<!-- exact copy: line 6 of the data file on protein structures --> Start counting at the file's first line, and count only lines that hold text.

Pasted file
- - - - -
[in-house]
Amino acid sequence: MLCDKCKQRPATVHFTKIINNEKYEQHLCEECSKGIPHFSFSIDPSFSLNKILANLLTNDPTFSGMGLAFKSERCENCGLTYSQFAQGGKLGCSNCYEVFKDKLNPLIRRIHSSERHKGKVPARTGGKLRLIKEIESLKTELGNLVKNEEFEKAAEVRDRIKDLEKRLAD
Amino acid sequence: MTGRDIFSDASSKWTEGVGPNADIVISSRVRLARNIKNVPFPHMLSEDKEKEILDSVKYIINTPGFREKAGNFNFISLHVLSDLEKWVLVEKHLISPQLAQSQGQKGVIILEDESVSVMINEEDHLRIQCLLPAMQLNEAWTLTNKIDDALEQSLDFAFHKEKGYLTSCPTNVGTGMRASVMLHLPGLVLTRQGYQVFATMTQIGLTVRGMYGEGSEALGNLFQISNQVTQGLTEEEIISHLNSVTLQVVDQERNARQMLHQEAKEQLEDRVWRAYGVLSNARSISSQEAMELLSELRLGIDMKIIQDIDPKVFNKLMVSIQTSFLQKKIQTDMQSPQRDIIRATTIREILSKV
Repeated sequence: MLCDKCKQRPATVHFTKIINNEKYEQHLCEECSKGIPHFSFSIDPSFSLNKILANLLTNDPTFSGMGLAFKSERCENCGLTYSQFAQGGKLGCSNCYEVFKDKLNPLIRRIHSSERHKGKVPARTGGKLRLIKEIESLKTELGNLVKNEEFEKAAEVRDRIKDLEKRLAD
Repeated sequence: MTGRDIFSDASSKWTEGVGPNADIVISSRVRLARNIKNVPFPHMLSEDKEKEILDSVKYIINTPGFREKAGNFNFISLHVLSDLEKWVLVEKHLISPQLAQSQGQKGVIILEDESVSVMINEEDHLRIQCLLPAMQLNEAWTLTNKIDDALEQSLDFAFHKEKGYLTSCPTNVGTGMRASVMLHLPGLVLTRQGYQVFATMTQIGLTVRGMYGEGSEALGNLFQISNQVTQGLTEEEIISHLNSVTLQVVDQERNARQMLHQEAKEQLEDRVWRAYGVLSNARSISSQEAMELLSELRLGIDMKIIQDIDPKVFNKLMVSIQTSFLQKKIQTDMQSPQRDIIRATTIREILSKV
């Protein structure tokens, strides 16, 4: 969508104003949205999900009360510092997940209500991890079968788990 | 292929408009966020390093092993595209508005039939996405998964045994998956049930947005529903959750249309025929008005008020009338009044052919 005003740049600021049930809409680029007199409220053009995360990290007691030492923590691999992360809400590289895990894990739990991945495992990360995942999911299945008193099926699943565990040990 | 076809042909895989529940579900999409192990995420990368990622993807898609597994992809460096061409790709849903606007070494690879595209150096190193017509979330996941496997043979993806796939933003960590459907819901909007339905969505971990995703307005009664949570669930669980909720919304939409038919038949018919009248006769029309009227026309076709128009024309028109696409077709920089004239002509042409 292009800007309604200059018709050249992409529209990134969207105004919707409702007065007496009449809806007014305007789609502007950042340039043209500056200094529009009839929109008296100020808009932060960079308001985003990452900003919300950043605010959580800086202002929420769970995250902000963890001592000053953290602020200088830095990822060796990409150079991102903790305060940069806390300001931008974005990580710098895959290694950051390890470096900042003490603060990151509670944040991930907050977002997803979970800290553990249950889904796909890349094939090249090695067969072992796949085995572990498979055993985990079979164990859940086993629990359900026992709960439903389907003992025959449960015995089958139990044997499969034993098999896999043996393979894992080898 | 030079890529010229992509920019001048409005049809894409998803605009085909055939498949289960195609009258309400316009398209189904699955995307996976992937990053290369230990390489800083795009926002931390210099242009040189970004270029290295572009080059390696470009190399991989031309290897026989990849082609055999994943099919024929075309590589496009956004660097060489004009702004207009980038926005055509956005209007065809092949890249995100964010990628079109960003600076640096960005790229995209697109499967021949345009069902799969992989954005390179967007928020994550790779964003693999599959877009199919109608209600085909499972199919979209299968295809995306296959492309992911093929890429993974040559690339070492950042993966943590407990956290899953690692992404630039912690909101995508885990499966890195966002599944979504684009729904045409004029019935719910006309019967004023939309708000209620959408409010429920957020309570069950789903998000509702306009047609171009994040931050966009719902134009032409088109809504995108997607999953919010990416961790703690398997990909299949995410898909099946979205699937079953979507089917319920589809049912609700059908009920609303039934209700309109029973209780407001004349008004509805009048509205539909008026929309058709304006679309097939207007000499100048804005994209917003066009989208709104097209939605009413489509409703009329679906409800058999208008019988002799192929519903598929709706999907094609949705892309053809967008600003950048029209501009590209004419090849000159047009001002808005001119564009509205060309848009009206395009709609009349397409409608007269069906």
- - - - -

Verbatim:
């Protein structure tokens, strides 16, 4: 969508104003949205999900009360510092997940209500991890079968788990 | 292929408009966020390093092993595209508005039939996405998964045994998956049930947005529903959750249309025929008005008020009338009044052919 005003740049600021049930809409680029007199409220053009995360990290007691030492923590691999992360809400590289895990894990739990991945495992990360995942999911299945008193099926699943565990040990 | 076809042909895989529940579900999409192990995420990368990622993807898609597994992809460096061409790709849903606007070494690879595209150096190193017509979330996941496997043979993806796939933003960590459907819901909007339905969505971990995703307005009664949570669930669980909720919304939409038919038949018919009248006769029309009227026309076709128009024309028109696409077709920089004239002509042409 292009800007309604200059018709050249992409529209990134969207105004919707409702007065007496009449809806007014305007789609502007950042340039043209500056200094529009009839929109008296100020808009932060960079308001985003990452900003919300950043605010959580800086202002929420769970995250902000963890001592000053953290602020200088830095990822060796990409150079991102903790305060940069806390300001931008974005990580710098895959290694950051390890470096900042003490603060990151509670944040991930907050977002997803979970800290553990249950889904796909890349094939090249090695067969072992796949085995572990498979055993985990079979164990859940086993629990359900026992709960439903389907003992025959449960015995089958139990044997499969034993098999896999043996393979894992080898 | 030079890529010229992509920019001048409005049809894409998803605009085909055939498949289960195609009258309400316009398209189904699955995307996976992937990053290369230990390489800083795009926002931390210099242009040189970004270029290295572009080059390696470009190399991989031309290897026989990849082609055999994943099919024929075309590589496009956004660097060489004009702004207009980038926005055509956005209007065809092949890249995100964010990628079109960003600076640096960005790229995209697109499967021949345009069902799969992989954005390179967007928020994550790779964003693999599959877009199919109608209600085909499972199919979209299968295809995306296959492309992911093929890429993974040559690339070492950042993966943590407990956290899953690692992404630039912690909101995508885990499966890195966002599944979504684009729904045409004029019935719910006309019967004023939309708000209620959408409010429920957020309570069950789903998000509702306009047609171009994040931050966009719902134009032409088109809504995108997607999953919010990416961790703690398997990909299949995410898909099946979205699937079953979507089917319920589809049912609700059908009920609303039934209700309109029973209780407001004349008004509805009048509205539909008026929309058709304006679309097939207007000499100048804005994209917003066009989208709104097209939605009413489509409703009329679906409800058999208008019988002799192929519903598929709706999907094609949705892309053809967008600003950048029209501009590209004419090849000159047009001002808005001119564009509205060309848009009206395009709609009349397409409608007269069906």